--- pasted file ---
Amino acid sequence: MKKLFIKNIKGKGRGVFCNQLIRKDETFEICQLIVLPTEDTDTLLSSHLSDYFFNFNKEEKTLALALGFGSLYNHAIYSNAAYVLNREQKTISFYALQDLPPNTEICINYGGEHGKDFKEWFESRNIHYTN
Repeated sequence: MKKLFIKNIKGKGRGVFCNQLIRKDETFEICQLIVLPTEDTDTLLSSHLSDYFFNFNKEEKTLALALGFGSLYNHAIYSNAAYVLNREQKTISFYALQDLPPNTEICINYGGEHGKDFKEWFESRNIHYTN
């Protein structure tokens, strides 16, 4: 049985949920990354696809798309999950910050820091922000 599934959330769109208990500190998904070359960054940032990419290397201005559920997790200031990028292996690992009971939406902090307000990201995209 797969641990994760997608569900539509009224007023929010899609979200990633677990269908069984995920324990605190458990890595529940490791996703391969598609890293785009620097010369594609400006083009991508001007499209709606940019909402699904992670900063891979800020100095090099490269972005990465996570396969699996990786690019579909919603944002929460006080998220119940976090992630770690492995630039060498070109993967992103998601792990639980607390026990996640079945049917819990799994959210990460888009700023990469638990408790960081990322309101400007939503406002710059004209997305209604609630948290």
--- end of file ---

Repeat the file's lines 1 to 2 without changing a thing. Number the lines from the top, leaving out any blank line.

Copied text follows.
Amino acid sequence: MKKLFIKNIKGKGRGVFCNQLIRKDETFEICQLIVLPTEDTDTLLSSHLSDYFFNFNKEEKTLALALGFGSLYNHAIYSNAAYVLNREQKTISFYALQDLPPNTEICINYGGEHGKDFKEWFESRNIHYTN
Repeated sequence: MKKLFIKNIKGKGRGVFCNQLIRKDETFEICQLIVLPTEDTDTLLSSHLSDYFFNFNKEEKTLALALGFGSLYNHAIYSNAAYVLNREQKTISFYALQDLPPNTEICINYGGEHGKDFKEWFESRNIHYTN